Welcome to Food or Comics?, where every week we talk about what comics we’d buy at our local comic shop based on certain spending limits — $15 and $30 — as well as what we’d get if we had extra money or a gift card to spend on a “Splurge” item. We’re coming a little late today due to a power outage in my neck of the woods — due to a blackout, not because I spent the money for the electric bill on Flashpoint or Fear Itself tie-ins.
If I had $15, my first pick off the shelf would be Vengeance #1 (Marvel, $3.99); I love Joe Casey, and especially when he’s given a long leash and room to play in a big universe. Seeing Nick Dragotta drawing this is an added bonus. Next up would be comics’ dueling summer blockbusters, Flashpoint #3 (DC, $3.99) and Fear Itself #4 (Marvel, $3.99). After that, I’d get the excellent Flashpoint: Batman, Knight of Vengeance #2 (DC, $2.99); when Azzarello is on the ball he’s great to read, and this seems to be that.
On the heels of Tuesday’s dossier, offering details on some of the villains of Captain America: Super Soldier, SEGA has released a second round of images and information on some of the main bosses from the third-person action game.
The art — of Red Skull, Arnim Zola, Baron von Strucker, Madame Hydra and Iron Cross — is accompanied by Brandon Gill, game director of developer Next Level Games. You can see it all after the break.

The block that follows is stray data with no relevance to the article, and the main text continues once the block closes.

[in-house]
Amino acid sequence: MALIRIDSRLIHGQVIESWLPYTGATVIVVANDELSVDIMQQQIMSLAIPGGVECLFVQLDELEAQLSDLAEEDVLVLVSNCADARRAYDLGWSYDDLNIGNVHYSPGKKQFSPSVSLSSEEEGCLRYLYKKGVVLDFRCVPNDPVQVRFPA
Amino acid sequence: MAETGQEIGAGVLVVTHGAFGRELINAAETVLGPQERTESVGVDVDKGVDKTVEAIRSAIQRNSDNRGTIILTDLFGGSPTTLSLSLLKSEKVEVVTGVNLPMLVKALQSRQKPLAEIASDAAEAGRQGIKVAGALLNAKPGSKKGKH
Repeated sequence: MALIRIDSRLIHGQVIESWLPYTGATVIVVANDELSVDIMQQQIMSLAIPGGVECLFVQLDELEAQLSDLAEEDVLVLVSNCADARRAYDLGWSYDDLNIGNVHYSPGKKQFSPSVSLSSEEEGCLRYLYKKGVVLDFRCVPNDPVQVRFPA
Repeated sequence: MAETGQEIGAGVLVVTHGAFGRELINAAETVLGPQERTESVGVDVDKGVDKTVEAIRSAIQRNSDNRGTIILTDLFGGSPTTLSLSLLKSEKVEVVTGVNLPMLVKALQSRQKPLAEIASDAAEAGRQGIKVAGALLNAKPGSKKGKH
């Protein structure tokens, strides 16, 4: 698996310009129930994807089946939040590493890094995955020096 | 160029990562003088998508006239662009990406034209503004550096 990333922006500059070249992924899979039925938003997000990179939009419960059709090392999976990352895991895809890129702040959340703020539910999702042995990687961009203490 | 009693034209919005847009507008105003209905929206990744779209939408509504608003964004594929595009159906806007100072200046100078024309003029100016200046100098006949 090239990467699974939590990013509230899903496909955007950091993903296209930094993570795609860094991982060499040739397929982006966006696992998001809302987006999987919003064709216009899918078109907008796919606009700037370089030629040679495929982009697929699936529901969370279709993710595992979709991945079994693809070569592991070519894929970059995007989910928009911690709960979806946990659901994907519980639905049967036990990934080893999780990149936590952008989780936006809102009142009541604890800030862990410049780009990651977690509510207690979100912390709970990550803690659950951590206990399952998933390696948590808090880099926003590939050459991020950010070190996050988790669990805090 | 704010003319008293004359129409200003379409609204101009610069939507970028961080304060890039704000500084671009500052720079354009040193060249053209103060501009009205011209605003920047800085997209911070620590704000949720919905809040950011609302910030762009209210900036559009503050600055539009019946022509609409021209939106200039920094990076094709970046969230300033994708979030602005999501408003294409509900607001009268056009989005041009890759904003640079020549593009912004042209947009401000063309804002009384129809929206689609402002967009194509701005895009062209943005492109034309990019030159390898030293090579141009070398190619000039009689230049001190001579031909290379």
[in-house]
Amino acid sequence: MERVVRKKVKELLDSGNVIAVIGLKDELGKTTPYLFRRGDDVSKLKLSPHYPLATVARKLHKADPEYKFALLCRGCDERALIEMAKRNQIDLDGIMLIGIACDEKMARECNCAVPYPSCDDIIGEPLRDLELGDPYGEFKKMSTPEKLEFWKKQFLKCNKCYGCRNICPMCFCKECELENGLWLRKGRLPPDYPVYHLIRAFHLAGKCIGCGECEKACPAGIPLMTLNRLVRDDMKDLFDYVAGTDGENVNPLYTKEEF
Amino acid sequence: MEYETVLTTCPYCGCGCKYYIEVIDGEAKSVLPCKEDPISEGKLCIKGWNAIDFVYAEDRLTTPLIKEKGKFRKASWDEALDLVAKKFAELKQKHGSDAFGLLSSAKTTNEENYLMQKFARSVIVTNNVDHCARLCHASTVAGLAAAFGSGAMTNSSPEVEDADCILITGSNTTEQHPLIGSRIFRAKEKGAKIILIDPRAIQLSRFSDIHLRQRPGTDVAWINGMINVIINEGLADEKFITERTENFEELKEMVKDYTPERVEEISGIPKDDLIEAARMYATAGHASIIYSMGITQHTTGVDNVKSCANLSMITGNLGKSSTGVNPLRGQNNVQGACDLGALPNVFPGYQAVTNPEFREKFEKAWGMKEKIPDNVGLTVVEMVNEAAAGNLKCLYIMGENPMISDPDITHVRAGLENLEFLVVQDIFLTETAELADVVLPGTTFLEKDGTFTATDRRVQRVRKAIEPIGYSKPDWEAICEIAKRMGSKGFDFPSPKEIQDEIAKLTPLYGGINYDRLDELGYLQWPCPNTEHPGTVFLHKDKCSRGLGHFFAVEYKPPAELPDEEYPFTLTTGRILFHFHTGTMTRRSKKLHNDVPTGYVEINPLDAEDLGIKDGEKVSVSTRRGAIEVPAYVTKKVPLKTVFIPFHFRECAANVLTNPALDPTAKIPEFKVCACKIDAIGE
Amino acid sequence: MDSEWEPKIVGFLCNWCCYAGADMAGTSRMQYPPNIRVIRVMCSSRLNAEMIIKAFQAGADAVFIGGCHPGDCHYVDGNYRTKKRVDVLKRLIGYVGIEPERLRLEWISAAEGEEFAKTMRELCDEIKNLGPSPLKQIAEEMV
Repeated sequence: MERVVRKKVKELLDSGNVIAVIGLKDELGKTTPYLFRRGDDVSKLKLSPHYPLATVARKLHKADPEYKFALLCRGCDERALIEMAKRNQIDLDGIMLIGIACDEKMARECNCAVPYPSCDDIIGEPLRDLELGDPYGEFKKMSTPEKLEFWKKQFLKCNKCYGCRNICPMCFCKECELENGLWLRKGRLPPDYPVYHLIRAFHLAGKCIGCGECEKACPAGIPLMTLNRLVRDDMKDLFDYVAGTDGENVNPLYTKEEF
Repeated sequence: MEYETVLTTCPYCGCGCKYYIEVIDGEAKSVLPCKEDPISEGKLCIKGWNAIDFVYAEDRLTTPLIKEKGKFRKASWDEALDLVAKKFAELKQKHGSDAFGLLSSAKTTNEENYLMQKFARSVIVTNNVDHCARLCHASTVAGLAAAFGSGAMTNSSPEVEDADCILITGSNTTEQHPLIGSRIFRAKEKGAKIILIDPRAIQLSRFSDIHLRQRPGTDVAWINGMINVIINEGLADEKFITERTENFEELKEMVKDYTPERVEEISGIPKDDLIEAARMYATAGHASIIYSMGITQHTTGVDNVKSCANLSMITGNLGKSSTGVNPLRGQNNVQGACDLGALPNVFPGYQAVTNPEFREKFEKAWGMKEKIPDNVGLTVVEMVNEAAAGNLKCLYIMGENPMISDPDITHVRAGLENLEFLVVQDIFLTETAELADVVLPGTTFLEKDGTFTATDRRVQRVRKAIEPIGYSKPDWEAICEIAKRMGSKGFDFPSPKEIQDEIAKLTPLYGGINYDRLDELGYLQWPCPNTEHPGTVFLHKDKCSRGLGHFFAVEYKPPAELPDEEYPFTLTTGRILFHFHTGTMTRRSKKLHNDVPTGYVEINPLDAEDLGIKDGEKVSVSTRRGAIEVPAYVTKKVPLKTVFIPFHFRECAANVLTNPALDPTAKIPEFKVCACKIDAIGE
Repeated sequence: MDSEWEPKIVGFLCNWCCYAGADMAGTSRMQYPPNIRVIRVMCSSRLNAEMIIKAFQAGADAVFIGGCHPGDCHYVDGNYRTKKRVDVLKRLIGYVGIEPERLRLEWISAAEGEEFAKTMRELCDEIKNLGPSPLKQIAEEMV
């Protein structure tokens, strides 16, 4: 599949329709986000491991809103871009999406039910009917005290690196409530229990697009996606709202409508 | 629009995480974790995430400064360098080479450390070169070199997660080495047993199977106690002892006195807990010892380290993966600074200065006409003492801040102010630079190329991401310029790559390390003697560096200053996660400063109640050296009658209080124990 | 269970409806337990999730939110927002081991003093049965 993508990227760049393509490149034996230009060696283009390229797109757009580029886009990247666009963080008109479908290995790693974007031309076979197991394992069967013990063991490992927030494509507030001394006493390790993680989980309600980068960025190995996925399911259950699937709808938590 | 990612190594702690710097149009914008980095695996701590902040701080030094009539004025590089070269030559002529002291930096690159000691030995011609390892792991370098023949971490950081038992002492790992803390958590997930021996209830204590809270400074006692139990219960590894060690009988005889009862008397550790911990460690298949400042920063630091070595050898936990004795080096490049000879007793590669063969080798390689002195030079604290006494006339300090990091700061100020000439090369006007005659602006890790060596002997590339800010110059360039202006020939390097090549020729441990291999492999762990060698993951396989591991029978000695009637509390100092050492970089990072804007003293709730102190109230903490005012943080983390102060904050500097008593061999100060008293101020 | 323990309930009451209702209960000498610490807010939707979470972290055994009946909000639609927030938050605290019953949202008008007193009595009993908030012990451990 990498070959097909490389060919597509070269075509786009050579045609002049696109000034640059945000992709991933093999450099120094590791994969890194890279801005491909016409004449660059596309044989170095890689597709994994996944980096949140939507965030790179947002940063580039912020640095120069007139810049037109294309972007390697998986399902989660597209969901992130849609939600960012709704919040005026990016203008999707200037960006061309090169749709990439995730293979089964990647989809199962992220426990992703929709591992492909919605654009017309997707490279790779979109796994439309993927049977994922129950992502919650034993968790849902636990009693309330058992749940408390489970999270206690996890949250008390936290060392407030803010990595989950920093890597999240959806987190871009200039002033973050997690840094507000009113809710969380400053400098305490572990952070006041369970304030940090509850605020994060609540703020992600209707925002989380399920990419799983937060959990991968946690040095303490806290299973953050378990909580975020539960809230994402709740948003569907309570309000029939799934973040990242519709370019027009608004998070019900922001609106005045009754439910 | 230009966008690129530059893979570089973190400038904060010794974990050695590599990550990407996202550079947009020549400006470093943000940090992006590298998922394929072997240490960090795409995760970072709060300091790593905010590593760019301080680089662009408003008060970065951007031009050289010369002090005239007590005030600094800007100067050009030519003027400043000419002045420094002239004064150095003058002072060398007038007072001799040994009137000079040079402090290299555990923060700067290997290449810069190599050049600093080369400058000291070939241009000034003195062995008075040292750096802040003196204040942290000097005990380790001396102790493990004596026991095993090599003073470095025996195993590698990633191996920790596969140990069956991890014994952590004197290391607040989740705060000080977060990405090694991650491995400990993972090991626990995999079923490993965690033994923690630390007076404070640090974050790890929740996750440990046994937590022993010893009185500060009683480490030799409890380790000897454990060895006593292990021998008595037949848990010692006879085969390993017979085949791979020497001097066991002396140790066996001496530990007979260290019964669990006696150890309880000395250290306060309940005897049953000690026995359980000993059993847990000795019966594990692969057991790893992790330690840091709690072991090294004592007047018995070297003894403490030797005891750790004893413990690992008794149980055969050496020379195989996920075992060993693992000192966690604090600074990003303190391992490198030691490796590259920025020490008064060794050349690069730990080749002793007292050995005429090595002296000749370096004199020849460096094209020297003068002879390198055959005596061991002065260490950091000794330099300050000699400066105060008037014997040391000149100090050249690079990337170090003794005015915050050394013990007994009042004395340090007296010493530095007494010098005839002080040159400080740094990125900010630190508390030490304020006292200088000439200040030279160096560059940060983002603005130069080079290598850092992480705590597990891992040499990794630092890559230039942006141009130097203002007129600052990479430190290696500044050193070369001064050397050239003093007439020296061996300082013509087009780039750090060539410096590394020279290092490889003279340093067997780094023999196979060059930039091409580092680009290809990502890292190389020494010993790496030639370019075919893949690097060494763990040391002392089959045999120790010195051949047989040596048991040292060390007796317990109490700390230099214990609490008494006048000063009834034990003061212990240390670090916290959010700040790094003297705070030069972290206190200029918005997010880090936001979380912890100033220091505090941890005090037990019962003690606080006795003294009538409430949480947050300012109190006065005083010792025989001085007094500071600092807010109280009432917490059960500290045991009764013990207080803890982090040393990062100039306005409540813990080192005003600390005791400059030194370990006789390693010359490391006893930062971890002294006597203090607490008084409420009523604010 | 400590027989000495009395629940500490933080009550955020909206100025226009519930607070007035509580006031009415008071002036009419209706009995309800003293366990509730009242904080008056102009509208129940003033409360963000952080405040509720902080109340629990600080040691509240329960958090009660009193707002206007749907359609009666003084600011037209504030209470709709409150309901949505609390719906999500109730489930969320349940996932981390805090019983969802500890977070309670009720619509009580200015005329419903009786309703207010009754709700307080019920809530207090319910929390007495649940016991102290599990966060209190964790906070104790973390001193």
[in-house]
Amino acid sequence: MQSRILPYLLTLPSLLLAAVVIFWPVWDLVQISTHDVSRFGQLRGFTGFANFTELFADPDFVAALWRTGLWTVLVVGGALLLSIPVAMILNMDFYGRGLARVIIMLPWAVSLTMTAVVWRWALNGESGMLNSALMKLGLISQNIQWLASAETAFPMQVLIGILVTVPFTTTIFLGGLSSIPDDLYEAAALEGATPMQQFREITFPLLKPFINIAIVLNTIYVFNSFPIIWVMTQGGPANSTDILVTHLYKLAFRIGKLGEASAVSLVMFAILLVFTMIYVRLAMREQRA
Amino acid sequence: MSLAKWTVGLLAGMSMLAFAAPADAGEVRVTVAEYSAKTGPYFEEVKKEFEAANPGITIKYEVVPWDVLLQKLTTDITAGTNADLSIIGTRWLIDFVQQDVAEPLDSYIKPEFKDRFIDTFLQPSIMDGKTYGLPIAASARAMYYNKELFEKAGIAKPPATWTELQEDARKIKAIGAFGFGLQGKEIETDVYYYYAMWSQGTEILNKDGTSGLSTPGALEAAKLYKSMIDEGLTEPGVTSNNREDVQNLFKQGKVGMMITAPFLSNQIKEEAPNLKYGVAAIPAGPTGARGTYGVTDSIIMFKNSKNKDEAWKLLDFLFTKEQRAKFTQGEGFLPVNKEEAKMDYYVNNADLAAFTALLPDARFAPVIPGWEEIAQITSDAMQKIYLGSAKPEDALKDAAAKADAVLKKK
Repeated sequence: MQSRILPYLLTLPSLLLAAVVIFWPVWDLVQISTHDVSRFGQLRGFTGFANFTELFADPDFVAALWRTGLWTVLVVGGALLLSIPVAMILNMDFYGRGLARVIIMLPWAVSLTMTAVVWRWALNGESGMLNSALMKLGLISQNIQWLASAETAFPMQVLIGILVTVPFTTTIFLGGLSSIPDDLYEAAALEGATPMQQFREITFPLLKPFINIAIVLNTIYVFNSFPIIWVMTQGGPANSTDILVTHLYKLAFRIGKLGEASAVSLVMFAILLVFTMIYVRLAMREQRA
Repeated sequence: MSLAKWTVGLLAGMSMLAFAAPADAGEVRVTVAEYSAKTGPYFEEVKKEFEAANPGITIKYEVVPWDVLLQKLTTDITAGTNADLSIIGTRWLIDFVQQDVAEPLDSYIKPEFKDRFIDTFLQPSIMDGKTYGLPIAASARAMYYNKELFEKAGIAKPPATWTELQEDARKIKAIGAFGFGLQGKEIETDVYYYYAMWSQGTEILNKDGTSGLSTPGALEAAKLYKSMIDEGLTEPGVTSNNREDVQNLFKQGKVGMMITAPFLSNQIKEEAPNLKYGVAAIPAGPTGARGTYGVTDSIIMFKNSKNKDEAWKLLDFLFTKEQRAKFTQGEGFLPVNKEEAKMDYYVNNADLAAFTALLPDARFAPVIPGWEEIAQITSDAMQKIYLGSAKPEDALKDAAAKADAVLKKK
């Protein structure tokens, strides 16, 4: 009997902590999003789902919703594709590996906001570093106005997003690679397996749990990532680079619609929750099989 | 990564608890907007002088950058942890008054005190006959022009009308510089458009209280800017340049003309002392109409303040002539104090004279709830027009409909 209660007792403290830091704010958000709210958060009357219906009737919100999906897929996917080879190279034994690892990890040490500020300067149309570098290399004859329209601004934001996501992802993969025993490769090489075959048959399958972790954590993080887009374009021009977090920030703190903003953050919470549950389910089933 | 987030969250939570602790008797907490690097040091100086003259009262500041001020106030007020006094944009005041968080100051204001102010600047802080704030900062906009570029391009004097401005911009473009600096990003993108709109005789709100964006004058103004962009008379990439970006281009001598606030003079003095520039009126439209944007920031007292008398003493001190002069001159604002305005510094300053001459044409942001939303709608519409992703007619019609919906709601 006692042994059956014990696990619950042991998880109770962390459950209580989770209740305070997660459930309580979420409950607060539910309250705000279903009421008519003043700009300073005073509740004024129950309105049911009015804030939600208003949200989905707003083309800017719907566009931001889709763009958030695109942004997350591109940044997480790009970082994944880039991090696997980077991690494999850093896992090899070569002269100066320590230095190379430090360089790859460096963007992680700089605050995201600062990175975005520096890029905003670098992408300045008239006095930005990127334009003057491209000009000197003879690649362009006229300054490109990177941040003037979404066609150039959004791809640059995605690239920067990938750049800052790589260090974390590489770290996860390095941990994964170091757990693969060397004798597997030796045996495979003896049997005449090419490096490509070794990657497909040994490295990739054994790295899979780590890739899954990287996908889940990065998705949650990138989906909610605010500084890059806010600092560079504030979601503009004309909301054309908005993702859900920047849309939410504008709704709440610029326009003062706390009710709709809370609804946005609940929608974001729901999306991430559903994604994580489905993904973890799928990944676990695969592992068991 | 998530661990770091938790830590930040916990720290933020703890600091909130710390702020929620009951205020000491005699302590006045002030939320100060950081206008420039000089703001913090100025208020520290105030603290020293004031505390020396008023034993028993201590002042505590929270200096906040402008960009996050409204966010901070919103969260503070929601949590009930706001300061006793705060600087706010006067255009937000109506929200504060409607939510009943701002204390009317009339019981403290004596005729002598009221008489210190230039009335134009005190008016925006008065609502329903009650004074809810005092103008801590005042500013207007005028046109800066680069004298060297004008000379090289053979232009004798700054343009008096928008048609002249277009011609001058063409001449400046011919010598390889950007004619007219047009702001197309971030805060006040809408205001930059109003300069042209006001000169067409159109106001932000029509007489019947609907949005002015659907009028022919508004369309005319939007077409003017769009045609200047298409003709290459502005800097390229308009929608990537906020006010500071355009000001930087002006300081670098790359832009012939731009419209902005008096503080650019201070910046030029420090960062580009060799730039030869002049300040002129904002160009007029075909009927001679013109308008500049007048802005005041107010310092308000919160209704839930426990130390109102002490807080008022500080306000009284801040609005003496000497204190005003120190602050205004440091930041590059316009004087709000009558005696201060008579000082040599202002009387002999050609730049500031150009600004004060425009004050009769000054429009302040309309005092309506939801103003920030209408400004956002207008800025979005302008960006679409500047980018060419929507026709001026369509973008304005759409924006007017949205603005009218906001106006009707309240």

Arriving in stores on July 19, Captain America: Super Soldier allows gamers, playing as Cap himself, to engage in free-flowing combat and acrobatic platforming to infiltrate a mysterious castle and battle the Iron Cross, the forces of HYDRA and a host of enemies serving the Red Skull in an attempt to stop evil scientist Arnim Zola. The game ties into Captain America: The First Avenger, which opens in theaters on July 22.
The villains that we added to the game were chosen for a mixture of reasons.
“I did extensive research into historical documents for the styles,” he said on his blog. “In order to make that work, I used different typographies each issue, emulating different typefaces in real work; so I needed a uniform tone, technique and color in the finished art to identify all the covers as a whole collection.”
The five-issue miniseries by writer Greg Pak and artist Mirko Colak kicks off in July.